A favourite poster of mine, and one that has accompanied me half way around the world, is Sea-Dancer by the futurist Gino Severini, painted in 1914. It has a wonderful chromatic exuberance and fluidity, and one notable feature is that Severini’s brushstrokes spill over onto the frame. Obviously this was intentional: why else paint on a pre-framed canvas? But it seems to represent a vivid, if futile, attempt to break free from the medium’s constraints.
Alexa Meade, a young Washington DC-based artist, has found a startling solution to such limitations. The photographs of her work appear, at first glance, no different from the respectable contents of a portrait gallery. Her brush-strokes are generous and broad, full of colour and reflections that evoke–rather than minutely detail–the mood and play of light on the subject. As character studies they stand up to scrutiny, full of pathos and life.
Portrait of a Self-Portrait; 20 x 24 C-Print, 2010
But then it suddenly occurs to the viewer that this is not artificially captured life. The hair is real. The eyes are startlingly vivid. For in fact, he subjects are alive! Her canvas is the human figure she depicts, with paint covering her subjects’ skin, clothes and even occasionally their setting. The fleeting moment or relatively short-lived installation is then captured digitally, the result being a unique hybrid of painting, performance and photography.
Consequently, Meade offers a fresh expression of the artist’s quest to blur reality and artificiality. The effect is uncanny, unsettling even, as with the mobius-strip-like self-referentiality of her self-portraits. The curiosity, bemusement or perplexity fellow metro-passengers express toward Timmy, the painted subject of Transit, is a case in point. This is 3-D trompe l’oeil for the twenty-first century.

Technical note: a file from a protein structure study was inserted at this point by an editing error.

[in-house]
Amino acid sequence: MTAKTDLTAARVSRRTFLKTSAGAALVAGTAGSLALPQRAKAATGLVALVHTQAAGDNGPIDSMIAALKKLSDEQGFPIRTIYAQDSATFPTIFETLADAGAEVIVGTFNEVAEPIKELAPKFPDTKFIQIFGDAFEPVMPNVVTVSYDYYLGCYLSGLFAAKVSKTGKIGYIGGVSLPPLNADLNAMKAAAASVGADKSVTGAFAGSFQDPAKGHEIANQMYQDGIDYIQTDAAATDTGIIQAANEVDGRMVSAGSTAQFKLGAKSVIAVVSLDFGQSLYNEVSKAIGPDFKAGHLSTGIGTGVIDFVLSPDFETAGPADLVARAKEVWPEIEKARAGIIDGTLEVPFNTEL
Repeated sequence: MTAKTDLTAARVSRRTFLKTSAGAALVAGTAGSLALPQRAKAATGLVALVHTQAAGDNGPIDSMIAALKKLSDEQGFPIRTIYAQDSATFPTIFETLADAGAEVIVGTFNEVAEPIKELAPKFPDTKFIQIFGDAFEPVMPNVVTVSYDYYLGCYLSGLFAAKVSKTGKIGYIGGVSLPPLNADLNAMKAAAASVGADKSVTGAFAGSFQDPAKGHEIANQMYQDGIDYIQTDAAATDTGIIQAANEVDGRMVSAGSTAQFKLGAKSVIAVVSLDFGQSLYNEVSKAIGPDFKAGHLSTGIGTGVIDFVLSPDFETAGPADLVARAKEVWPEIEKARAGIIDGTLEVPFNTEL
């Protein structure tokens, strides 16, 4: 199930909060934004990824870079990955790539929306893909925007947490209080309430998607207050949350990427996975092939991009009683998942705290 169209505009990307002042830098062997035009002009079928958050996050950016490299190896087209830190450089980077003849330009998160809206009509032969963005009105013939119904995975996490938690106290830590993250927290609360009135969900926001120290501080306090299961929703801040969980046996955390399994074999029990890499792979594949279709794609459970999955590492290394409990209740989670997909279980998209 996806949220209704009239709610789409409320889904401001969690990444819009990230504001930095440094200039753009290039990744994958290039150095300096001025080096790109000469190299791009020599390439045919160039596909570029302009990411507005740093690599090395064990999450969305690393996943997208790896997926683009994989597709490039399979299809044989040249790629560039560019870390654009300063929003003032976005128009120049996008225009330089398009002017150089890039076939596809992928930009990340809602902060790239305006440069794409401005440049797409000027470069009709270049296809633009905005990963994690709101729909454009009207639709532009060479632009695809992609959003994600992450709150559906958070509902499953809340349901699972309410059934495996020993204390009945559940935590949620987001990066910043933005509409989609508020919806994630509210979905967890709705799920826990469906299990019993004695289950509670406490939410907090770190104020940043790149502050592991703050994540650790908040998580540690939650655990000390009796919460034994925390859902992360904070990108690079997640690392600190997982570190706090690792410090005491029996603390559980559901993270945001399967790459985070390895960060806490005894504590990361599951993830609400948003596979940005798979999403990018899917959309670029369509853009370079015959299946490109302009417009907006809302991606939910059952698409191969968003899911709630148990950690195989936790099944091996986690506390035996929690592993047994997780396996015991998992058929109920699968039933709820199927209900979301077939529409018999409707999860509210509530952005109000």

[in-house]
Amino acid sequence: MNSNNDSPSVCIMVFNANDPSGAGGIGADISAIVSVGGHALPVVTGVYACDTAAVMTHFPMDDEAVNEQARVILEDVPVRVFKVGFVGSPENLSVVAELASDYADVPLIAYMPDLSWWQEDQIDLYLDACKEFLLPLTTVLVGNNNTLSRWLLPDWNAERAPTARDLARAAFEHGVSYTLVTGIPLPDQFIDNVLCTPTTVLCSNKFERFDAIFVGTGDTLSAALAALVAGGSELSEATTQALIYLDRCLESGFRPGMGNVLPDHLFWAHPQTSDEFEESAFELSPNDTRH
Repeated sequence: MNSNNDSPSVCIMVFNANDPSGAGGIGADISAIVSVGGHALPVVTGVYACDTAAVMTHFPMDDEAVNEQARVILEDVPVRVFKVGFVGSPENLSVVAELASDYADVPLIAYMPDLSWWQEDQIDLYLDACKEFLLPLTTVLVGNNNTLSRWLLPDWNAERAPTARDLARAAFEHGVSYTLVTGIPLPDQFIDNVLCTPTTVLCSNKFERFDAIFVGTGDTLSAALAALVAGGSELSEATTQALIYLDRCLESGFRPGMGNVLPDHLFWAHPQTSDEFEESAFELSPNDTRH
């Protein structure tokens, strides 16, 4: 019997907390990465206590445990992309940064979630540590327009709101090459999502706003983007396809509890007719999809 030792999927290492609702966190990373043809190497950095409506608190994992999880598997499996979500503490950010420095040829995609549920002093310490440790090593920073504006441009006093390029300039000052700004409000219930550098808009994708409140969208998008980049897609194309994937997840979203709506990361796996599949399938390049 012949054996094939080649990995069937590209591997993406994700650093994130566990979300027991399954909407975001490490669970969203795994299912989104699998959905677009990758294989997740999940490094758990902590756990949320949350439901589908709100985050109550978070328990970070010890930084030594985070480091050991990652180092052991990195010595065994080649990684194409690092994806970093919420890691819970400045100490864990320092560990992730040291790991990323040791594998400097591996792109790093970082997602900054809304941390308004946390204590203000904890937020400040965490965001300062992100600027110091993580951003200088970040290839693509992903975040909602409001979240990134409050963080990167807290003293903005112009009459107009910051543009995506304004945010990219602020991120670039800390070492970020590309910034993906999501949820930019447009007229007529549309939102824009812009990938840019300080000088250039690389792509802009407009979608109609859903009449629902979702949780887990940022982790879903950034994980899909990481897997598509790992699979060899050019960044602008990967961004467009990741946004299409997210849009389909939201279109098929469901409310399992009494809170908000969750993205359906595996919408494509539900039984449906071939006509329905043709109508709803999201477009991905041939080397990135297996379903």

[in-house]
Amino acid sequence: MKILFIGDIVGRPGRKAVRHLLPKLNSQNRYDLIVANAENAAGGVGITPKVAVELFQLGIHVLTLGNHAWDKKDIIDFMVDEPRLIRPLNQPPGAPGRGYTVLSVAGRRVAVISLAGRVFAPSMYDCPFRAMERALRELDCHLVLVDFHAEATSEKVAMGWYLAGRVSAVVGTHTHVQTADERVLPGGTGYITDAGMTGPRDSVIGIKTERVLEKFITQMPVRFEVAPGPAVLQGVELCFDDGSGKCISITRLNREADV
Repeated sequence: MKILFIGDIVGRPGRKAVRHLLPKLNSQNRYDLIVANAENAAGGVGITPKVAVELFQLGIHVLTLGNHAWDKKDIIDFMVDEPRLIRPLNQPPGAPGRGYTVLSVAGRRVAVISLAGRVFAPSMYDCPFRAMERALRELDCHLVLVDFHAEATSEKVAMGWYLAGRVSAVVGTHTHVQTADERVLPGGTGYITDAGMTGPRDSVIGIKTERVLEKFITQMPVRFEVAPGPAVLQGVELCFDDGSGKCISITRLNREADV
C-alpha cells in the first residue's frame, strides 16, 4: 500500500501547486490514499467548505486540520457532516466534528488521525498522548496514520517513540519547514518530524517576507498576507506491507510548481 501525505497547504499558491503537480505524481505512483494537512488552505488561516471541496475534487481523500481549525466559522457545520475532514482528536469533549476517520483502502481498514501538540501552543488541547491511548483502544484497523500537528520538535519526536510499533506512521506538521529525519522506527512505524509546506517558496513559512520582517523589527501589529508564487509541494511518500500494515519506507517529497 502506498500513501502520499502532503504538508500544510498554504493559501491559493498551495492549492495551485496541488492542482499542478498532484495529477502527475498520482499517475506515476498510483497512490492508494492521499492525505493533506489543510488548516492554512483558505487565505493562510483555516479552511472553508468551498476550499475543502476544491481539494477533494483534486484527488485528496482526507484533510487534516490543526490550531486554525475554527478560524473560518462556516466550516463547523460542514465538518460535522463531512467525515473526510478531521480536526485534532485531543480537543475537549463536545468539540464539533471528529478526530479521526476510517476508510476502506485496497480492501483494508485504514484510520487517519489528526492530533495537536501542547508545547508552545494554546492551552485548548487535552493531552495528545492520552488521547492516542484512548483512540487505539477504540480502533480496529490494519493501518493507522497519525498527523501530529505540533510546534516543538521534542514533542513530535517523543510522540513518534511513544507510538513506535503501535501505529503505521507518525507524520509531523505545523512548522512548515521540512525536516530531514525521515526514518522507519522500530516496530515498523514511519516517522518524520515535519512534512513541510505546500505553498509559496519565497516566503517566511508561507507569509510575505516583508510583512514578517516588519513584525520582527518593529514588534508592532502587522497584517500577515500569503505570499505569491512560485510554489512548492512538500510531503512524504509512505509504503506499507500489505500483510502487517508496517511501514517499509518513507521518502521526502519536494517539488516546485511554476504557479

Meade conceals her subjects in an acrylic mask. But we have travelled a long way from the highly stylised, theatrical masks of the classical world. For these masks actually seem to reveal her perceptions of the subject’s inner life. Thus, they contain authenticity as well as vibrancy. It is not often that masks actually expose what they mask. But that seems precisely the effect of Timmy’s mask. He now appears more world-weary and life-ravaged than he might otherwise. Then there is the fact that Meade has painted his clothing. Does the fact that she has emblazoned (or at least highlighted) his shirt with the Stars and Stripes suggest a connection, or even a conflict, between his obvious burdens and his patriotism? So, there is a sense in which Meade’s masks are more truthful than the natural masks we use to conceal our true feelings or intentions.
As far as I can tell, the only people who are painted in the Bible (albeit metaphorically) are the hypocritical Pharisees blasted by Jesus:
You are like whitewashed tombs, which look beautiful on the outside but on the inside are full of dead men’s bones and everything unclean. In the same way, on the outside you appear to people as righteous but on the inside you are full of hypocrisy and wickedness. (Mt 23:27-28, NIV)
In contrast, Meade’s images give us access to her subjects, revealing their internal voice.
To the extent, then, that an image discloses otherwise concealed truth, it can be regarded as prophetic. We are so accustomed to images having the opposite effect in cultures of spin and digital manipulation, that there is a profoundly refreshing quality to what she achieves. But as one who previously worked on the Obama Presidential Campaign, Meade is perhaps far more aware of this than most. As she says of her political past:
there is always more to an issue than meets the eye; what one experiences cannot always be interpreted at face value. Seeing is not necessarily believing.
Of course, her combination of media could as easily be used to conceal as to reveal. But that doesn’t seem to be Meade’s intention. Like all the best artists, she wants us to see what we always see, but with a more probing eye.
And surely, for our slick, auto-tuned, photoshopped and cosmetically enhanced culture, few things are more desperately needed?
For more information:
Alexa Meade’s Website: http://www.alexameade.com/
Alexa Meade’s Images: http://www.flickr.com/photos/alexameade/